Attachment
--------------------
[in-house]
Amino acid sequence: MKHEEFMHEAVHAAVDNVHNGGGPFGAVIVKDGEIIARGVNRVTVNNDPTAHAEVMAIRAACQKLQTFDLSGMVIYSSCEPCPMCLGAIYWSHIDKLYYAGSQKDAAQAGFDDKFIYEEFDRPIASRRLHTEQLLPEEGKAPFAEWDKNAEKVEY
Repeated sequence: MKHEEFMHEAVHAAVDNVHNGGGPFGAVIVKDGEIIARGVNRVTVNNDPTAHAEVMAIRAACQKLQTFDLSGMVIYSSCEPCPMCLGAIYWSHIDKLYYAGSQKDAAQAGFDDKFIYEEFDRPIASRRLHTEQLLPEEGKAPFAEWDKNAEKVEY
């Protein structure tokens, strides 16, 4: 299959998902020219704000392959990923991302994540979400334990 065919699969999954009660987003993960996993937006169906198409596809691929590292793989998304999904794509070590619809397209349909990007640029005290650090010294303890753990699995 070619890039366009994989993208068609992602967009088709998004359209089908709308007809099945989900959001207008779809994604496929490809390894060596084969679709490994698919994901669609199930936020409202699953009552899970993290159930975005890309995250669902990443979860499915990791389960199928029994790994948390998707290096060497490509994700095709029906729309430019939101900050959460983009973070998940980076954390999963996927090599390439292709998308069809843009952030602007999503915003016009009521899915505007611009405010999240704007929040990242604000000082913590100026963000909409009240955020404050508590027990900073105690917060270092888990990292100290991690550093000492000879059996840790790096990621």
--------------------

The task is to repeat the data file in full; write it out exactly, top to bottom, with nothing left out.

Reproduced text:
[in-house]
Amino acid sequence: MKHEEFMHEAVHAAVDNVHNGGGPFGAVIVKDGEIIARGVNRVTVNNDPTAHAEVMAIRAACQKLQTFDLSGMVIYSSCEPCPMCLGAIYWSHIDKLYYAGSQKDAAQAGFDDKFIYEEFDRPIASRRLHTEQLLPEEGKAPFAEWDKNAEKVEY
Repeated sequence: MKHEEFMHEAVHAAVDNVHNGGGPFGAVIVKDGEIIARGVNRVTVNNDPTAHAEVMAIRAACQKLQTFDLSGMVIYSSCEPCPMCLGAIYWSHIDKLYYAGSQKDAAQAGFDDKFIYEEFDRPIASRRLHTEQLLPEEGKAPFAEWDKNAEKVEY
């Protein structure tokens, strides 16, 4: 299959998902020219704000392959990923991302994540979400334990 065919699969999954009660987003993960996993937006169906198409596809691929590292793989998304999904794509070590619809397209349909990007640029005290650090010294303890753990699995 070619890039366009994989993208068609992602967009088709998004359209089908709308007809099945989900959001207008779809994604496929490809390894060596084969679709490994698919994901669609199930936020409202699953009552899970993290159930975005890309995250669902990443979860499915990791389960199928029994790994948390998707290096060497490509994700095709029906729309430019939101900050959460983009973070998940980076954390999963996927090599390439292709998308069809843009952030602007999503915003016009009521899915505007611009405010999240704007929040990242604000000082913590100026963000909409009240955020404050508590027990900073105690917060270092888990990292100290991690550093000492000879059996840790790096990621």